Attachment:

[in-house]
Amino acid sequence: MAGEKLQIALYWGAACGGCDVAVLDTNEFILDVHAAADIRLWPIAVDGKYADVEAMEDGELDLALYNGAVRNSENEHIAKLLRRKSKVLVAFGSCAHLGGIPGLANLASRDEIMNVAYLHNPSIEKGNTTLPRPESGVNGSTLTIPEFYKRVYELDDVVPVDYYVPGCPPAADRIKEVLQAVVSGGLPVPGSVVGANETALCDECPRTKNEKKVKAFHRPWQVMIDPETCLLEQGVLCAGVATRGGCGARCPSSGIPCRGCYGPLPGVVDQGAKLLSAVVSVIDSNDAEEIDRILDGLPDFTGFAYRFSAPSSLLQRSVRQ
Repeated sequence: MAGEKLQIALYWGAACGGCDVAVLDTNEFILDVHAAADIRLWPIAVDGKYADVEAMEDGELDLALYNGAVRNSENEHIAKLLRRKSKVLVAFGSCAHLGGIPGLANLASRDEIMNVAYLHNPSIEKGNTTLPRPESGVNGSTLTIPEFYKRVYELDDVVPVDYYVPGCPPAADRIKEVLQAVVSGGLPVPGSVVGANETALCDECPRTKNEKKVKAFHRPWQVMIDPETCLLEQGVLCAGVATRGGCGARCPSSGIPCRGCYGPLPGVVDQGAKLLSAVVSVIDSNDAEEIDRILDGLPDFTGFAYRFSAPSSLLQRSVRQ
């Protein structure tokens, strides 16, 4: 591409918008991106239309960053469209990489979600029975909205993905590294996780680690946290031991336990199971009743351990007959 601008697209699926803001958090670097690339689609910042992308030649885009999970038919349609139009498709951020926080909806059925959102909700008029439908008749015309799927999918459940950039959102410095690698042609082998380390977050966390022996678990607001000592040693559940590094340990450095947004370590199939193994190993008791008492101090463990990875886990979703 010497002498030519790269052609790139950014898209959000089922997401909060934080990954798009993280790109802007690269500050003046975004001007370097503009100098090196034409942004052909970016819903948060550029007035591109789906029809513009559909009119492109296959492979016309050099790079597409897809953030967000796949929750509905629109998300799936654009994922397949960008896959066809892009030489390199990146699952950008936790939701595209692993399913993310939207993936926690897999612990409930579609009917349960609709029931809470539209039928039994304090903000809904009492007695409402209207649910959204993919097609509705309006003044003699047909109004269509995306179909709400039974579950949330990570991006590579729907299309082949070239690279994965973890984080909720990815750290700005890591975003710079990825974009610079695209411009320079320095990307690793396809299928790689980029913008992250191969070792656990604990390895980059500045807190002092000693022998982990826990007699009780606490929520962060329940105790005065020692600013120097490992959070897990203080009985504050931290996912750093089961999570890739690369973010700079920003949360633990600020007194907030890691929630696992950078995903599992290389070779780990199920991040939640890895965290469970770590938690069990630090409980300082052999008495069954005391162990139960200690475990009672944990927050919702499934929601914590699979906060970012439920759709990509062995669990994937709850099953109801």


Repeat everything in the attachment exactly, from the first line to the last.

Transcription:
[in-house]
Amino acid sequence: MAGEKLQIALYWGAACGGCDVAVLDTNEFILDVHAAADIRLWPIAVDGKYADVEAMEDGELDLALYNGAVRNSENEHIAKLLRRKSKVLVAFGSCAHLGGIPGLANLASRDEIMNVAYLHNPSIEKGNTTLPRPESGVNGSTLTIPEFYKRVYELDDVVPVDYYVPGCPPAADRIKEVLQAVVSGGLPVPGSVVGANETALCDECPRTKNEKKVKAFHRPWQVMIDPETCLLEQGVLCAGVATRGGCGARCPSSGIPCRGCYGPLPGVVDQGAKLLSAVVSVIDSNDAEEIDRILDGLPDFTGFAYRFSAPSSLLQRSVRQ
Repeated sequence: MAGEKLQIALYWGAACGGCDVAVLDTNEFILDVHAAADIRLWPIAVDGKYADVEAMEDGELDLALYNGAVRNSENEHIAKLLRRKSKVLVAFGSCAHLGGIPGLANLASRDEIMNVAYLHNPSIEKGNTTLPRPESGVNGSTLTIPEFYKRVYELDDVVPVDYYVPGCPPAADRIKEVLQAVVSGGLPVPGSVVGANETALCDECPRTKNEKKVKAFHRPWQVMIDPETCLLEQGVLCAGVATRGGCGARCPSSGIPCRGCYGPLPGVVDQGAKLLSAVVSVIDSNDAEEIDRILDGLPDFTGFAYRFSAPSSLLQRSVRQ
């Protein structure tokens, strides 16, 4: 591409918008991106239309960053469209990489979600029975909205993905590294996780680690946290031991336990199971009743351990007959 601008697209699926803001958090670097690339689609910042992308030649885009999970038919349609139009498709951020926080909806059925959102909700008029439908008749015309799927999918459940950039959102410095690698042609082998380390977050966390022996678990607001000592040693559940590094340990450095947004370590199939193994190993008791008492101090463990990875886990979703 010497002498030519790269052609790139950014898209959000089922997401909060934080990954798009993280790109802007690269500050003046975004001007370097503009100098090196034409942004052909970016819903948060550029007035591109789906029809513009559909009119492109296959492979016309050099790079597409897809953030967000796949929750509905629109998300799936654009994922397949960008896959066809892009030489390199990146699952950008936790939701595209692993399913993310939207993936926690897999612990409930579609009917349960609709029931809470539209039928039994304090903000809904009492007695409402209207649910959204993919097609509705309006003044003699047909109004269509995306179909709400039974579950949330990570991006590579729907299309082949070239690279994965973890984080909720990815750290700005890591975003710079990825974009610079695209411009320079320095990307690793396809299928790689980029913008992250191969070792656990604990390895980059500045807190002092000693022998982990826990007699009780606490929520962060329940105790005065020692600013120097490992959070897990203080009985504050931290996912750093089961999570890739690369973010700079920003949360633990600020007194907030890691929630696992950078995903599992290389070779780990199920991040939640890895965290469970770590938690069990630090409980300082052999008495069954005391162990139960200690475990009672944990927050919702499934929601914590699979906060970012439920759709990509062995669990994937709850099953109801």